In mathematics, the Lindström–Gessel–Viennot lemma provides a way to count the number of tuples of non-intersecting lattice paths. It was provide by Gessel–Viennot in 1985, based on previous work of Lindström published in 1973.
Let G be a locally finite directed acyclic graph. This means that each vertex has finite degree, and that G contains no directed cycles. Consider base vertices and destination vertices , and also assign a weight to each directed edge e. These edge weights are assumed to belong to some commutative ring. For each directed path P between two vertices, let be the product of the weights of the edges of the path. For any two vertices a and b, write e(a,b) for the sum over all paths from a to b. This is well-defined if between any two points there are only finitely many paths; but even in the general case, this can be well-defined under some circumstances (such as all edge weights being pairwise distinct formal indeterminates, and being regarded as a formal power series). If one assigns the weight 1 to each edge, then e(a,b) counts the number of paths from a to b.
With this setup, write
An n-tuple of non-intersecting paths from A to B means an n-tuple (P1, ..., Pn) of paths in G with the following properties:
There exists a permutation of such that, for every i, the path Pi is a path from to .
Whenever , the paths Pi and Pj have no two vertices in common (not even endpoints).
Given such an n-tuple (P1, ..., Pn), we denote by the permutation of from the first condition.
The Lindström–Gessel–Viennot lemma then states that the determinant of M is the signed sum over all n-tuples P = (P1, ..., Pn) of non-intersecting paths from A to B:
That is, the determinant of M counts the weights of all n-tuples of non-intersecting paths starting at A and ending at B, each affected with the sign of the corresponding permutation of , given by taking to .
In particular, if the only permutation possible is the identity (i.e., every n-tuple of non-intersecting paths from A to B takes ai to bi for each i) and we take the weights to be 1, then det(M) is exactly the number of non-intersecting n-tuples of paths starting at A and ending at B.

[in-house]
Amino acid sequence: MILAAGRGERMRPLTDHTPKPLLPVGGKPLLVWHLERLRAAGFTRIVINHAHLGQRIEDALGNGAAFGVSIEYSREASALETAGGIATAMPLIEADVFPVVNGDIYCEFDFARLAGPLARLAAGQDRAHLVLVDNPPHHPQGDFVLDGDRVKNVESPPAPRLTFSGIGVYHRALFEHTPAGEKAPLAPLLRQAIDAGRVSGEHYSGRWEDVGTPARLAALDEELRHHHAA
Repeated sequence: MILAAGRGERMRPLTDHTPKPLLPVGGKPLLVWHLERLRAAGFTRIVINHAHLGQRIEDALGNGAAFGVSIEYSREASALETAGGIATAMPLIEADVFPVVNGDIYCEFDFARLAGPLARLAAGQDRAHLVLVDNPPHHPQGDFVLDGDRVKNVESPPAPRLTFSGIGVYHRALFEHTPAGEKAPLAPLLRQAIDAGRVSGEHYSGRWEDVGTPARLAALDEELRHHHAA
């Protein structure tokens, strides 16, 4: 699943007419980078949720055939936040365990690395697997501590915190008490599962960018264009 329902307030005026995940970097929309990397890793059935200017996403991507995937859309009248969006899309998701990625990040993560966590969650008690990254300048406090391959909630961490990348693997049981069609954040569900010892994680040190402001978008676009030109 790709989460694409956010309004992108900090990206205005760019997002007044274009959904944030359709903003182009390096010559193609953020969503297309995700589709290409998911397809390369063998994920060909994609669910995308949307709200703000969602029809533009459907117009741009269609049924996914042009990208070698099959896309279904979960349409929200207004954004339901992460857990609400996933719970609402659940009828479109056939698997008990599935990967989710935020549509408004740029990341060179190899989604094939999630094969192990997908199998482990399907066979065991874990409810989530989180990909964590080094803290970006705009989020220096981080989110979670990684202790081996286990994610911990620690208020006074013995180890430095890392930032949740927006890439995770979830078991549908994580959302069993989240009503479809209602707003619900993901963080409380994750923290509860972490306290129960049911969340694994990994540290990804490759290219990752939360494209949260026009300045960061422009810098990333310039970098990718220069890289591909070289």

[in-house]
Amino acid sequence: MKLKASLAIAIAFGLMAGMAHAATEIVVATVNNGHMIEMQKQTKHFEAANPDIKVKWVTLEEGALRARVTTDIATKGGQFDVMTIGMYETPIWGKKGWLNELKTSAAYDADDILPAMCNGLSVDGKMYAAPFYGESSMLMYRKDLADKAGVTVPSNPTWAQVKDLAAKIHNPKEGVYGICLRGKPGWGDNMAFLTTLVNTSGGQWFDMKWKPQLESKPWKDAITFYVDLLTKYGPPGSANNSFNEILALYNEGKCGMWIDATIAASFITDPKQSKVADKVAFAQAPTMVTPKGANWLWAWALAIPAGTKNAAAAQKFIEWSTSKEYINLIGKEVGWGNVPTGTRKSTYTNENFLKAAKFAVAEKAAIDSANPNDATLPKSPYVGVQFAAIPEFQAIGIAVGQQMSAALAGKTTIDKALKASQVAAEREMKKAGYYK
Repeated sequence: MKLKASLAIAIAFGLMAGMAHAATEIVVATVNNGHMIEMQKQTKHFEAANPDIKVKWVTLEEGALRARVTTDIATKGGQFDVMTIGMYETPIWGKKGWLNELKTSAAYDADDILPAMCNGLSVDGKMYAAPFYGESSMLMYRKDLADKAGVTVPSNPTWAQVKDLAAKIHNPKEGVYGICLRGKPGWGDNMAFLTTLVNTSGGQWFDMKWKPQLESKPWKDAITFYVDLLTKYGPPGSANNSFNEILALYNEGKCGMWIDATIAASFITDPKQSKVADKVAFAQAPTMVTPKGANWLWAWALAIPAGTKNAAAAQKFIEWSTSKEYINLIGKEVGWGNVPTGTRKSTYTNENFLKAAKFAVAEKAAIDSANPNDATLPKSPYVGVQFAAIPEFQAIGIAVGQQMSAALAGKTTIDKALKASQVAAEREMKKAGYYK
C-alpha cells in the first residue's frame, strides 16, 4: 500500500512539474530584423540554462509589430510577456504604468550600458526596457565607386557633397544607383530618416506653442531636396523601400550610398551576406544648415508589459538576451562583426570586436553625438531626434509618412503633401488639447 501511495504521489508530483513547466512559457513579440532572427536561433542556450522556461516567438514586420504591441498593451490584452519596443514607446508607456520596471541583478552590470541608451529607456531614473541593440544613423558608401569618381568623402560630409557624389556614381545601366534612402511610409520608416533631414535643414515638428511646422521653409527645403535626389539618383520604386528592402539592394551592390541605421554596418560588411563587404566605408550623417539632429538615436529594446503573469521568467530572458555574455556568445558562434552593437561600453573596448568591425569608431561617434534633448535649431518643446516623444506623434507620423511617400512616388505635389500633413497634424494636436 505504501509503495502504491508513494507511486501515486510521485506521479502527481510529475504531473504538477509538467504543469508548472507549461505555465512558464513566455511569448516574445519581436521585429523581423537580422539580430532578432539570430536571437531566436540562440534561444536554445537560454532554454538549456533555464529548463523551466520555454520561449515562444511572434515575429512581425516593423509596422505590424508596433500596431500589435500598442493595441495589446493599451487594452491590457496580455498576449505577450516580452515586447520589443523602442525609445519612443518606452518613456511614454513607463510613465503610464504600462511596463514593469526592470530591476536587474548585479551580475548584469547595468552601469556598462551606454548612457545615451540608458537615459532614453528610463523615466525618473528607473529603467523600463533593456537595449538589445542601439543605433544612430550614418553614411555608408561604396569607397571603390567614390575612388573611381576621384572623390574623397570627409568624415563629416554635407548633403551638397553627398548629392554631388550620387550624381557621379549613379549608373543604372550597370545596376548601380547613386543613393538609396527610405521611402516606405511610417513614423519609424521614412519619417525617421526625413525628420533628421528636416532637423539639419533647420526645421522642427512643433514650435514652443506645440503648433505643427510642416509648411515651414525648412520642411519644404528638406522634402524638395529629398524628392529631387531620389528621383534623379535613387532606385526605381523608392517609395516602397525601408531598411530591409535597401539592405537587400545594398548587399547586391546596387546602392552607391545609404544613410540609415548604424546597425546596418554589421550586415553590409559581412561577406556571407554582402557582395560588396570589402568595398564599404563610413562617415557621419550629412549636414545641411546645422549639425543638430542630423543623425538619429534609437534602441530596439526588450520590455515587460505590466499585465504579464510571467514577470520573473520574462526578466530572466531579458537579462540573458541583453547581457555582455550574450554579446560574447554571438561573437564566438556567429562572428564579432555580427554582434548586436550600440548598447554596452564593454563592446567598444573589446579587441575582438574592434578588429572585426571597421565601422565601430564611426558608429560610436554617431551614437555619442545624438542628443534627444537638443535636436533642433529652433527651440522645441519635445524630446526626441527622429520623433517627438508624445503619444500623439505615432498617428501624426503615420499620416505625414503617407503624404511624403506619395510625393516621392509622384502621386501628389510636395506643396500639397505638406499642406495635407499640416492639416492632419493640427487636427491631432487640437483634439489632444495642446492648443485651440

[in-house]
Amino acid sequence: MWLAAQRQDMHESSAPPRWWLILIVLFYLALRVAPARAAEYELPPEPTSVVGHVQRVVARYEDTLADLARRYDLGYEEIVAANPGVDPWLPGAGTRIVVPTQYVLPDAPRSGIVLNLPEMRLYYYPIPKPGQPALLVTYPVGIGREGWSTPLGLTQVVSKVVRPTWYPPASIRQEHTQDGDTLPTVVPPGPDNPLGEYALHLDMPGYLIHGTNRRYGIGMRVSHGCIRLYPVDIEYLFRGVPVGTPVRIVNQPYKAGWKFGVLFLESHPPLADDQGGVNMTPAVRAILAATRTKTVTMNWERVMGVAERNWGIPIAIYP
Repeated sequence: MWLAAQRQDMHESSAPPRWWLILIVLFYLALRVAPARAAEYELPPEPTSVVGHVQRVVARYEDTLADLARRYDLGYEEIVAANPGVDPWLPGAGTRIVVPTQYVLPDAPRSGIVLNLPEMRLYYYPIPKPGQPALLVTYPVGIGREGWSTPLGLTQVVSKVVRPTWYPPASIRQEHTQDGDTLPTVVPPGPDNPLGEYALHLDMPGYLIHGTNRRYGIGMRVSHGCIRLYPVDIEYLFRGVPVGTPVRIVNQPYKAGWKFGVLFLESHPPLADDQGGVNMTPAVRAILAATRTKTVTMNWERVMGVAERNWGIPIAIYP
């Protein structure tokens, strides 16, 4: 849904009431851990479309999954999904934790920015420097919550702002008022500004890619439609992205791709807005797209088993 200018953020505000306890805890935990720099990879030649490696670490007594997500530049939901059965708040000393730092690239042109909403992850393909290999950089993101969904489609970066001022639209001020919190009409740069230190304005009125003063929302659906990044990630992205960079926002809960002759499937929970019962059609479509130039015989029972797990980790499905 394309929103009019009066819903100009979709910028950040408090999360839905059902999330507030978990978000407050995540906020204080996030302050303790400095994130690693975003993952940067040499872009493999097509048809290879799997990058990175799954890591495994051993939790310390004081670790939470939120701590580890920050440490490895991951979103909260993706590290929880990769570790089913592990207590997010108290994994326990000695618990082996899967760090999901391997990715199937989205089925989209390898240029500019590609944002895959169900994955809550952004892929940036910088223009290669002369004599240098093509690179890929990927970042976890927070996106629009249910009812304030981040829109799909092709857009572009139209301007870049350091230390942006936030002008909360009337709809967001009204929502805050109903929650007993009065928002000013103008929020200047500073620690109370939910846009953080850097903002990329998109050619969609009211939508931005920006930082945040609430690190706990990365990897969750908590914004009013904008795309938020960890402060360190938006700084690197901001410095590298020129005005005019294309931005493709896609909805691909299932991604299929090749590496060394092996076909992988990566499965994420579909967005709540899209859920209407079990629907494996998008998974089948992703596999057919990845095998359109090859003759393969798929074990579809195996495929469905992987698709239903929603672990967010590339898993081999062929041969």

To prove the Lindström–Gessel–Viennot lemma, we first introduce some notation.
An n-path from an n-tuple of vertices of G to an n-tuple of vertices of G will mean an n-tuple of paths in G, with each leading from to . This n-path will be called non-intersecting just in case the paths Pi and Pj have no two vertices in common (including endpoints) whenever . Otherwise, it will be called entangled.
Given an n-path , the weight of this n-path is defined as the product .
A twistedn-path from an n-tuple of vertices of G to an n-tuple of vertices of G will mean an n-path from to for some permutation in the symmetric group. This permutation will be called the twist of this twisted n-path, and denoted by (where P is the n-path). This, of course, generalises the notation introduced before.
Recalling the definition of M, we can expand det M as a signed sum of permutations; thus we obtain
It remains to show that the sum of over all entangled twisted n-paths vanishes. Let denote the set of entangled twisted n-paths. To establish this, we shall construct an involution with the properties and for all . Given such an involution, the rest-term in the above sum reduces to